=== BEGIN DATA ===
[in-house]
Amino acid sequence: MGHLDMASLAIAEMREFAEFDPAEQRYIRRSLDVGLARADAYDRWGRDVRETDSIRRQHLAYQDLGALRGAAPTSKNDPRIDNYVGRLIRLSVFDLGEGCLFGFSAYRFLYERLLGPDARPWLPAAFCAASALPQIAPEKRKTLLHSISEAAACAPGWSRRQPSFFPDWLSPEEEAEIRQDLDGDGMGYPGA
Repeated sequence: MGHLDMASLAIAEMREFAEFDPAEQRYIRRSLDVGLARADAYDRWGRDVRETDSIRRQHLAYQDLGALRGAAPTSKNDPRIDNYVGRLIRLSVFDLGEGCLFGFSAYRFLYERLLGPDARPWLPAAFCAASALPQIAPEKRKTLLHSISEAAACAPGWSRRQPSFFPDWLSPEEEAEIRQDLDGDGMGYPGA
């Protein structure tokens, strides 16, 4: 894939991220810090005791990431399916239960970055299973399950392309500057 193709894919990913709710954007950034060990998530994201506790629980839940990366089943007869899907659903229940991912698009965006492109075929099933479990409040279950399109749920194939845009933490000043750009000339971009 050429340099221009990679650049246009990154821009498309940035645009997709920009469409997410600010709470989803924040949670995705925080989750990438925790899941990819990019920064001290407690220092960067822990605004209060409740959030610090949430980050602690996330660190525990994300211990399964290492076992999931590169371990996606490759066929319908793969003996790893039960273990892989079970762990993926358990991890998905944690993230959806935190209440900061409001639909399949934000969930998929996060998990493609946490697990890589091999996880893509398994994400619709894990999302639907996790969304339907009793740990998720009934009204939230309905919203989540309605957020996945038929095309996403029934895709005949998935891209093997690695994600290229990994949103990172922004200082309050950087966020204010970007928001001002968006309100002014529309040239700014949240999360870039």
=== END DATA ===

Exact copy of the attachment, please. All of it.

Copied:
[in-house]
Amino acid sequence: MGHLDMASLAIAEMREFAEFDPAEQRYIRRSLDVGLARADAYDRWGRDVRETDSIRRQHLAYQDLGALRGAAPTSKNDPRIDNYVGRLIRLSVFDLGEGCLFGFSAYRFLYERLLGPDARPWLPAAFCAASALPQIAPEKRKTLLHSISEAAACAPGWSRRQPSFFPDWLSPEEEAEIRQDLDGDGMGYPGA
Repeated sequence: MGHLDMASLAIAEMREFAEFDPAEQRYIRRSLDVGLARADAYDRWGRDVRETDSIRRQHLAYQDLGALRGAAPTSKNDPRIDNYVGRLIRLSVFDLGEGCLFGFSAYRFLYERLLGPDARPWLPAAFCAASALPQIAPEKRKTLLHSISEAAACAPGWSRRQPSFFPDWLSPEEEAEIRQDLDGDGMGYPGA
């Protein structure tokens, strides 16, 4: 894939991220810090005791990431399916239960970055299973399950392309500057 193709894919990913709710954007950034060990998530994201506790629980839940990366089943007869899907659903229940991912698009965006492109075929099933479990409040279950399109749920194939845009933490000043750009000339971009 050429340099221009990679650049246009990154821009498309940035645009997709920009469409997410600010709470989803924040949670995705925080989750990438925790899941990819990019920064001290407690220092960067822990605004209060409740959030610090949430980050602690996330660190525990994300211990399964290492076992999931590169371990996606490759066929319908793969003996790893039960273990892989079970762990993926358990991890998905944690993230959806935190209440900061409001639909399949934000969930998929996060998990493609946490697990890589091999996880893509398994994400619709894990999302639907996790969304339907009793740990998720009934009204939230309905919203989540309605957020996945038929095309996403029934895709005949998935891209093997690695994600290229990994949103990172922004200082309050950087966020204010970007928001001002968006309100002014529309040239700014949240999360870039």